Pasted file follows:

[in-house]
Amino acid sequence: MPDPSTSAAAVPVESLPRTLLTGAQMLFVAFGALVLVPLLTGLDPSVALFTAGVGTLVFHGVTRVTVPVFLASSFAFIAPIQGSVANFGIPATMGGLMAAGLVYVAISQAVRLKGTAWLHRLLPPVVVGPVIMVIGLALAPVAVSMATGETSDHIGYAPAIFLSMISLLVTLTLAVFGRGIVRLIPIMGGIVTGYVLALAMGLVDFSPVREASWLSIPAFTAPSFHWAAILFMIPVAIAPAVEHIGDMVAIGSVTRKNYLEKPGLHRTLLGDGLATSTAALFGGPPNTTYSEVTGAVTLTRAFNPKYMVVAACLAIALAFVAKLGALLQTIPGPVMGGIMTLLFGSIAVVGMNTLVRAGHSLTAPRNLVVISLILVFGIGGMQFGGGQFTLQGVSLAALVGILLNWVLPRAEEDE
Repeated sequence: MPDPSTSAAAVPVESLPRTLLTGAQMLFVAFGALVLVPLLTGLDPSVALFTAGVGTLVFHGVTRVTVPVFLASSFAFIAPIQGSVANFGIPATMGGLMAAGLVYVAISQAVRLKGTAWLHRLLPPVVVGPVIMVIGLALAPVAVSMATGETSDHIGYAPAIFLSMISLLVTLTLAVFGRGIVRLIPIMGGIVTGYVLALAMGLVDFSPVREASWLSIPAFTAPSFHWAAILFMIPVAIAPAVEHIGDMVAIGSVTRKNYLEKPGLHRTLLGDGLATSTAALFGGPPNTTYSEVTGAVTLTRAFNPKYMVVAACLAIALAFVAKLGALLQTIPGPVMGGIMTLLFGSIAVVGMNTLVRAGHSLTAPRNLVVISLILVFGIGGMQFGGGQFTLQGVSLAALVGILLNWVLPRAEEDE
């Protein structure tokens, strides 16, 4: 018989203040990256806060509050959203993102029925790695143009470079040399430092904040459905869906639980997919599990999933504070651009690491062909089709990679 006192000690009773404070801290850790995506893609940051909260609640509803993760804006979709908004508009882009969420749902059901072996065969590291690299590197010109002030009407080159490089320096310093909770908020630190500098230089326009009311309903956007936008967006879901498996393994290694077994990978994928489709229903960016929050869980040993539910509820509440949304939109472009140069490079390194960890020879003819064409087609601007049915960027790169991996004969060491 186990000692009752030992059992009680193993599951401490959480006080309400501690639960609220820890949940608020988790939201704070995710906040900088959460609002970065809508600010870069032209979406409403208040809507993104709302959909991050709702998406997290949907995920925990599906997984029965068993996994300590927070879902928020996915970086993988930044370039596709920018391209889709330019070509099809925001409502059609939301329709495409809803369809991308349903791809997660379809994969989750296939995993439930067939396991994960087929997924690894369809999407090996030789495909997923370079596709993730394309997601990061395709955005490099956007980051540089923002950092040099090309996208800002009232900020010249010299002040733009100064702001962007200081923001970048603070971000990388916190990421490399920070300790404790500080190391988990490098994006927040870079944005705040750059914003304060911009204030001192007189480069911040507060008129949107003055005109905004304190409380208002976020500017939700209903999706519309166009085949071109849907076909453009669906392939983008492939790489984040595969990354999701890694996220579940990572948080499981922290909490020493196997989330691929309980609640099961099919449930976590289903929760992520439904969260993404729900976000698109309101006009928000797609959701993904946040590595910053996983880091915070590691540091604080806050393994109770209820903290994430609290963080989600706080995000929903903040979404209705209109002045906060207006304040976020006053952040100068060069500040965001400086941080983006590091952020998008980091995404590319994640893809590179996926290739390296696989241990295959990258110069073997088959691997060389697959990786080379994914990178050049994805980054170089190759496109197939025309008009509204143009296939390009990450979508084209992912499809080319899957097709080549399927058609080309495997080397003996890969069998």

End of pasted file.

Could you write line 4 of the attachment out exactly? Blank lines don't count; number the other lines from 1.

């Protein structure tokens, strides 16, 4: 018989203040990256806060509050959203993102029925790695143009470079040399430092904040459905869906639980997919599990999933504070651009690491062909089709990679 006192000690009773404070801290850790995506893609940051909260609640509803993760804006979709908004508009882009969420749902059901072996065969590291690299590197010109002030009407080159490089320096310093909770908020630190500098230089326009009311309903956007936008967006879901498996393994290694077994990978994928489709229903960016929050869980040993539910509820509440949304939109472009140069490079390194960890020879003819064409087609601007049915960027790169991996004969060491 186990000692009752030992059992009680193993599951401490959480006080309400501690639960609220820890949940608020988790939201704070995710906040900088959460609002970065809508600010870069032209979406409403208040809507993104709302959909991050709702998406997290949907995920925990599906997984029965068993996994300590927070879902928020996915970086993988930044370039596709920018391209889709330019070509099809925001409502059609939301329709495409809803369809991308349903791809997660379809994969989750296939995993439930067939396991994960087929997924690894369809999407090996030789495909997923370079596709993730394309997601990061395709955005490099956007980051540089923002950092040099090309996208800002009232900020010249010299002040733009100064702001962007200081923001970048603070971000990388916190990421490399920070300790404790500080190391988990490098994006927040870079944005705040750059914003304060911009204030001192007189480069911040507060008129949107003055005109905004304190409380208002976020500017939700209903999706519309166009085949071109849907076909453009669906392939983008492939790489984040595969990354999701890694996220579940990572948080499981922290909490020493196997989330691929309980609640099961099919449930976590289903929760992520439904969260993404729900976000698109309101006009928000797609959701993904946040590595910053996983880091915070590691540091604080806050393994109770209820903290994430609290963080989600706080995000929903903040979404209705209109002045906060207006304040976020006053952040100068060069500040965001400086941080983006590091952020998008980091995404590319994640893809590179996926290739390296696989241990295959990258110069073997088959691997060389697959990786080379994914990178050049994805980054170089190759496109197939025309008009509204143009296939390009990450979508084209992912499809080319899957097709080549399927058609080309495997080397003996890969069998």